Defense Secretary Chuck Hagel has ordered the military services to implement what the Pentagon calls “best practices” for combating sexual assault. DoD says the measures build on actions Hagel took earlier this year, but the department’s most persistent critics on the issue dismissed them as “baby steps.”
Defense officials say the seven changes Hagel directed this week were the product of an ongoing examination of military programs to prevent and respond to sexual assault cases, and build on changes Hagel ordered this past May.
“The bottom line is, sexual assault is not tolerated, not condoned, it’s not ignored,” said Jessica Wright, the acting undersecretary of Defense for personnel and readiness. “And everyone in the department, from the newest enlistee to the secretary of Defense and everyone in between, are responsible to uphold our values and continue an environment of dignity and respect for all.”
In general, Defense officials said, Hagel’s directive aimed to take the best efforts already underway in the military services and make them common across DoD.
Building on an Air Force program to provide legal representation to sexual assault survivors, Hagel told each service to create a special victims advocacy program to provide independent advice and representation through the entire military justice process by November of this year.
The Pentagon’s general counsel will draft an executive order for the president’s signature, changing court martial procedures so that crime victims have input into the sentencing phase of court proceedings.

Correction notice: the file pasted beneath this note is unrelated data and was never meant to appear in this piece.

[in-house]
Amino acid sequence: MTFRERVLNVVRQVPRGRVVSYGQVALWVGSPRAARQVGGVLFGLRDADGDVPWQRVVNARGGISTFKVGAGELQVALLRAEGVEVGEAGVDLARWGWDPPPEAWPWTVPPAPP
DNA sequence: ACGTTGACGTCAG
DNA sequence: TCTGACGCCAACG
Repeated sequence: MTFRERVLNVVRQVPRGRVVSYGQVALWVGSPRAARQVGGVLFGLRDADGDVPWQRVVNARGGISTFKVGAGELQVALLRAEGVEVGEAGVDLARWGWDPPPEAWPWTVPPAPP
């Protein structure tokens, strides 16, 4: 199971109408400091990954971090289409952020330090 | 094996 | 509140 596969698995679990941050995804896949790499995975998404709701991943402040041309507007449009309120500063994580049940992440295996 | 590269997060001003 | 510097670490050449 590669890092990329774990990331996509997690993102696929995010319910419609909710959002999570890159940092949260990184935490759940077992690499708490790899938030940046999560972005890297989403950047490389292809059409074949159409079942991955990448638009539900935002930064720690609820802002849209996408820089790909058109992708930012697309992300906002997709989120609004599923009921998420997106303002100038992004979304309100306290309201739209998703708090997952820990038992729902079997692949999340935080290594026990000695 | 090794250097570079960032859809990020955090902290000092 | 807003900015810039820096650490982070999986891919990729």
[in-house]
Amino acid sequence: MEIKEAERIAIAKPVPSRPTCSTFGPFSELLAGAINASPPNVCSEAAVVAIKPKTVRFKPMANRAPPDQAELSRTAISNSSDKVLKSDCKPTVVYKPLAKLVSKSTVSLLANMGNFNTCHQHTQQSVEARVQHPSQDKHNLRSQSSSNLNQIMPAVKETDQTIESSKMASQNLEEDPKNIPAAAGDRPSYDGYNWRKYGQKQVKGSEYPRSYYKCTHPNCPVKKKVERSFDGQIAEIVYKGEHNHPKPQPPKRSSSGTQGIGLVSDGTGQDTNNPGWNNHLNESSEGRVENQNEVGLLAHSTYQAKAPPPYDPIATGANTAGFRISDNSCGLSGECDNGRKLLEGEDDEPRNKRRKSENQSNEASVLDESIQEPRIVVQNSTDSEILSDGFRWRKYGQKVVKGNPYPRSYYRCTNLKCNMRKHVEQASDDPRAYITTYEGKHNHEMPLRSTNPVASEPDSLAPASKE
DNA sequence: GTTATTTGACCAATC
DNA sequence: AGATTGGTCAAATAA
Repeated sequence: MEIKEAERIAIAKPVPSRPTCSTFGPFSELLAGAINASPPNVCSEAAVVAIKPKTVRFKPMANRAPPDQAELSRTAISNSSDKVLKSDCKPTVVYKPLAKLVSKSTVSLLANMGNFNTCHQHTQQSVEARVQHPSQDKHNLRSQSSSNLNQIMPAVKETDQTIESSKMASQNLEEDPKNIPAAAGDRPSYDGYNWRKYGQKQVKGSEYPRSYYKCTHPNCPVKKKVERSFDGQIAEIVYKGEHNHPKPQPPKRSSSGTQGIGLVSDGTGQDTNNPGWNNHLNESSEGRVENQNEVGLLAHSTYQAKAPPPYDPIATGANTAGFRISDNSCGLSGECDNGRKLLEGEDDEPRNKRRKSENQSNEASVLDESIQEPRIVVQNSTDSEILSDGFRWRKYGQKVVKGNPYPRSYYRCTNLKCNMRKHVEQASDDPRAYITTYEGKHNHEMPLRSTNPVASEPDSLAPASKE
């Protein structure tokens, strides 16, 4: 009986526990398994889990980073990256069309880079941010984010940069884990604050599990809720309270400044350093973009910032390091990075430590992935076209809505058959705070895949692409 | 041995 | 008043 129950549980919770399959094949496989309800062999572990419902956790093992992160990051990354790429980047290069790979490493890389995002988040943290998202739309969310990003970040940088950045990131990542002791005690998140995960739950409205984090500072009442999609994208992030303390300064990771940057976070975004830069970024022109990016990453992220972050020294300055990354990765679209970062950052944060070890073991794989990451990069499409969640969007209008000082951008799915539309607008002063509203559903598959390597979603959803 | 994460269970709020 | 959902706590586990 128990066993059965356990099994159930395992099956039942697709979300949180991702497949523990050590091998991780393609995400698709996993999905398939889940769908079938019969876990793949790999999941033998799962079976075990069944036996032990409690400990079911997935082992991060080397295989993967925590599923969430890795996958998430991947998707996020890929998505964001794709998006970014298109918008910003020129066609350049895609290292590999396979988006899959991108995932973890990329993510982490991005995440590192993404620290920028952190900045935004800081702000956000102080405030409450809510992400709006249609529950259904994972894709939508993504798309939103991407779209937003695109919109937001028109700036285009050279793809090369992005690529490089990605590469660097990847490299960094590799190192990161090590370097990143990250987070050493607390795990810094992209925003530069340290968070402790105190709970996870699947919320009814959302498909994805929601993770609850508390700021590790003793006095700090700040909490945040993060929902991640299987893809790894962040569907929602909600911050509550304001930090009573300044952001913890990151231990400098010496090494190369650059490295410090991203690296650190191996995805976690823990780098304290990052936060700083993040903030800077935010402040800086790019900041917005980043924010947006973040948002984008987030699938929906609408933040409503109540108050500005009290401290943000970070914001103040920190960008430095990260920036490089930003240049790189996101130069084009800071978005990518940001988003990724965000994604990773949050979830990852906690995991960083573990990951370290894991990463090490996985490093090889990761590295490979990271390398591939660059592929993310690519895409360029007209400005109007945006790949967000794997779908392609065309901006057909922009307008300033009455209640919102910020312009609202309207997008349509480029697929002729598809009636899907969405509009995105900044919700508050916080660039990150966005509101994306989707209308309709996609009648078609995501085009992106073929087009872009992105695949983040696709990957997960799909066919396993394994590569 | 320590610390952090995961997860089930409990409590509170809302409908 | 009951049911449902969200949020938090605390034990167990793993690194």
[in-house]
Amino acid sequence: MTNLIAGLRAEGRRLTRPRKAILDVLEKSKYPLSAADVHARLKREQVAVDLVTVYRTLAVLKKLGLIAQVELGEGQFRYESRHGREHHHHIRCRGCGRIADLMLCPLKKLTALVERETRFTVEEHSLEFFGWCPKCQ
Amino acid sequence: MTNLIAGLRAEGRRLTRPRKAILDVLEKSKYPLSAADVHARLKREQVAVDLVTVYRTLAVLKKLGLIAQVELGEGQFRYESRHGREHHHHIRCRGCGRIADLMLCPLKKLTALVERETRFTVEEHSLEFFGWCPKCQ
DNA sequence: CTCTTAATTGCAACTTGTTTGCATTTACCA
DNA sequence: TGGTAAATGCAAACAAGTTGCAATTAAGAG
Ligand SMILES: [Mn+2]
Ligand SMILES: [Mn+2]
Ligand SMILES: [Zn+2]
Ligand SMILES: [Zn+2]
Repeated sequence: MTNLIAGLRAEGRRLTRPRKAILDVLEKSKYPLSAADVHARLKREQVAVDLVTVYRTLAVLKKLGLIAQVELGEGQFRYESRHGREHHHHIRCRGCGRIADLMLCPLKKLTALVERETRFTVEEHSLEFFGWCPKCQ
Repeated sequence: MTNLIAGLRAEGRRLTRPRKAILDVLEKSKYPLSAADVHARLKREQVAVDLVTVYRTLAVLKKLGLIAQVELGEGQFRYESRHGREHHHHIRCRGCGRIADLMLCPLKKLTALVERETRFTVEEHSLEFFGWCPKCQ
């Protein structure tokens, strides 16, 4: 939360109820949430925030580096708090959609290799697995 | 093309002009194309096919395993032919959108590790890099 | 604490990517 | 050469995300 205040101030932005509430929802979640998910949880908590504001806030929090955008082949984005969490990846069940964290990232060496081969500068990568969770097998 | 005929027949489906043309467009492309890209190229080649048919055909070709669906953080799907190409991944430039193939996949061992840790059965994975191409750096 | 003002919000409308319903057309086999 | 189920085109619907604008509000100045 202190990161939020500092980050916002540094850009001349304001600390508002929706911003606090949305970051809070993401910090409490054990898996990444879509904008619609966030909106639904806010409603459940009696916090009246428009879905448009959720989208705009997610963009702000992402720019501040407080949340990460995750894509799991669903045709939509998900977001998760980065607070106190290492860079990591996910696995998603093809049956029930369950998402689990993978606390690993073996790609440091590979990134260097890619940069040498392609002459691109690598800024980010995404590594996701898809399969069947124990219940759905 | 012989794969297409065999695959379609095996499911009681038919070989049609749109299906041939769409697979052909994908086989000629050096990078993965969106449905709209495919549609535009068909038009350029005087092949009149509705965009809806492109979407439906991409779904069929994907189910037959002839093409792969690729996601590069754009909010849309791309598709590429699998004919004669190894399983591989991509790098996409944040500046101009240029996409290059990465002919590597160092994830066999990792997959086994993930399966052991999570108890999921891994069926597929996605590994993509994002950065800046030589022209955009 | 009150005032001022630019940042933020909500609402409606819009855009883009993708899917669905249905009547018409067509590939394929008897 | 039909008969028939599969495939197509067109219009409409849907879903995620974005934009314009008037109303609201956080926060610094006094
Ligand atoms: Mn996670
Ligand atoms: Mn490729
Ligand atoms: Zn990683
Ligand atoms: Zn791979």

Commanders will be given extra guidance to transfer accused military members to other units so that victims aren’t required to work alongside their alleged attackers.
Hagel told Wright to develop consistent policies across the military against inappropriate relationships between trainers and trainees.
Hagel asked the DoD inspector general to begin procedures to reexamine closed sexual assault investigations across the military services.
Lt. Gen. Curtis Scaparrotti, the director of the Pentagon’s Joint Staff, said the changes aren’t DoD’s last word on responding to sexual assault, but rather the latest product of an ongoing examination.
“Over recent months, we’ve met frequently and looked both in and outside of DoD, taking best practices from across the services and from our communities,” he said. “Where we’ve found best practices, we have moved to make them common practices throughout our services. These initiatives are a product of that process. In particular, our collaboration with the Senate and House Armed Services Committees and other members of the Senate and the House provides constructive direction. In fact, a number of these initiatives are also represented in ongoing congressional efforts.”
Leaders of the defense committees on Capitol Hill generally praised the changes. Rep. Buck McKeon (R-Calif.), the chairman of the House Armed Services Committee, called them “vital steps” for culture change.
But the Pentagon’s fiercest critics on sexual assault were unmoved. Rep. Jackie Speier (D-Calif.) said DoD needs “sweeping changes, not the best of what’s already not working. I continue to be underwhelmed by the military’s baby steps on this issue,” she said in a statement. “Overall, there is nothing here that will significantly curb sexual predators and their behavior, nothing that will guarantee the safety of victims who report abuse, and nothing that will fix the ongoing problems keeping cases inside the chain of command. The Pentagon has missed yet another opportunity to fulfill its promises of zero tolerance and improved justice.”
And the Service Women’s Action Network, an advocacy group, said the announcement shows the Pentagon is “still wading in the shallow end” of the sexual assault issue. That group also backs a measure being pushed by Speier and Sen. Kirsten Gillibrand (D-N.Y.) that would remove sexual assault prosecutions entirely from the military chain of command.